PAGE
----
During the Nazi
invasion, Zak participated in the defense of Warsaw,
fled from there to Bialystok where he joined the
Yiddish state theatre
traveling deep into Russia. He had a very difficult
time [”suffered seven sections of
hell”], wandering in cold and hot places (he later
wrote about these experiences in “People and Land”
and other periodical publications), then joined a
Yiddish troupe that Ida Kaminska had organized in
Being a Polish
citizen, he returned to Poland at the end of the war
and lead a Yiddish state theatre in Lower Silesia
with Itzhak Grudberg and Jacob Korleander.
Seeing no purpose in his work there, he traveled to
Paris where he managed [the local “Icut”[?] for a
while and managed Hirshbein’s “Green Fields” and
Sholem Aleichem’s “It’s Hard to Be a Jew”.
From Paris he went to America and settled
there. There he received the opportunity to act with the troupes
of Schwartz, Jacob Ben-Ami and Jonas Turkow. Zak,
with Max Bozyk and R. Shoshana managed the
cooperative troupe at New York’s Educational
For a while,
Zak worked at administrative jobs at YIVO in New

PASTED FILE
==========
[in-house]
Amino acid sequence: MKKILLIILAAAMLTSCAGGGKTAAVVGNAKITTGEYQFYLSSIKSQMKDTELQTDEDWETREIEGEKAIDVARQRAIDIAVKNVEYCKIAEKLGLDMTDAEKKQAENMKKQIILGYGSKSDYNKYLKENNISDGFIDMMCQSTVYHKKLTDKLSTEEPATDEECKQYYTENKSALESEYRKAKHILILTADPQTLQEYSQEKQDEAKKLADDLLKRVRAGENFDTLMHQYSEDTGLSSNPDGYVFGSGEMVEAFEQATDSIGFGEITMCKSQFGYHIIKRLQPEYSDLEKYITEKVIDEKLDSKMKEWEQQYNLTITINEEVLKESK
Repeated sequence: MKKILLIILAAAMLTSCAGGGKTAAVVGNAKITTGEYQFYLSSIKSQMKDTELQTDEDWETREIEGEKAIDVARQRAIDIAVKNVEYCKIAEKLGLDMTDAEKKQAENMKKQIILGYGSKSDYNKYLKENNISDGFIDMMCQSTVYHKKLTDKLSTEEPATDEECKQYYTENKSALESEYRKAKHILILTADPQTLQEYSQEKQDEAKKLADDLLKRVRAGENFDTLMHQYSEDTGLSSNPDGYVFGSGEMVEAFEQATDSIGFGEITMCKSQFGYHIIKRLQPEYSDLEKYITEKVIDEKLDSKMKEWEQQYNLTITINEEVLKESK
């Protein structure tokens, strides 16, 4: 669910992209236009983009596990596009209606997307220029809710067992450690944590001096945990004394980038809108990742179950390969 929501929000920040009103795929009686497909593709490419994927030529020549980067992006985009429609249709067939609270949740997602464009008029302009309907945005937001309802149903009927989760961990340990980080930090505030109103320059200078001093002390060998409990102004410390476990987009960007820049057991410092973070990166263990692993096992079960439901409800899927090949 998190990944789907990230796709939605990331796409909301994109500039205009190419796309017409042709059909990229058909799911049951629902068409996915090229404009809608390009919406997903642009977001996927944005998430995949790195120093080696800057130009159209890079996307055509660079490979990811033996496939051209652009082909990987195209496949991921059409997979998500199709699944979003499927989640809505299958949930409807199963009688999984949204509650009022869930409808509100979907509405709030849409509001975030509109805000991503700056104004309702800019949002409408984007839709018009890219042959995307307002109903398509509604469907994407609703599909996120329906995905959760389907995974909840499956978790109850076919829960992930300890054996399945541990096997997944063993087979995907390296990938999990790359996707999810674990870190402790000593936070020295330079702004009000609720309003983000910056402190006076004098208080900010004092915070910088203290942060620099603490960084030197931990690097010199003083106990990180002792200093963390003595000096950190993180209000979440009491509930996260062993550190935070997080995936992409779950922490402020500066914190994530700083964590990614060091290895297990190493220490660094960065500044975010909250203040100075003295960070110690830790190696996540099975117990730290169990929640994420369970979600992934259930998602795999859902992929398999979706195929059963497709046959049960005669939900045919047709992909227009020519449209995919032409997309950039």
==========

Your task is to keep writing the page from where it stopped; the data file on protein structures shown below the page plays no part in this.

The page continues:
York, and at the same time he used to manage YIVO’s
radio programs and published articles about theatre
in Yiddish periodicals.
Zak was the Executive
Secretary of the Folksbiene in New York and also
performed in their plays.
Zak translated the
following Israeli plays: A. Megged’s “I Like Mike”,
Nathan Shacham’s “They Will Come Tomorrow”, “A Boat
on the Seashore” and ” Hannah Senesh” with the
cooperation of David Bass. Shifra Lehrer played
the role of Senesh in Argentina.
Zak also wrote
“Yiddish Theatre in Towns and Villages”
and “Yiddish Theatre in Europe,” published by the
all world Jewish Congress[?], New York, 1968.
Zak’s brother, Matityahu,
was the stage manager of the Cameri Theatre in
Sh. E. and
Sh. E. from Max Bozyk.
“Lexicon of the Yiddish
Theatre”, New York, 1931, p.757.
Famous actor Sheftel Zak and his wife visit Israel,
“Letze Nayes”, Tel Aviv, 15 July 1968.
cooperation with David Bass.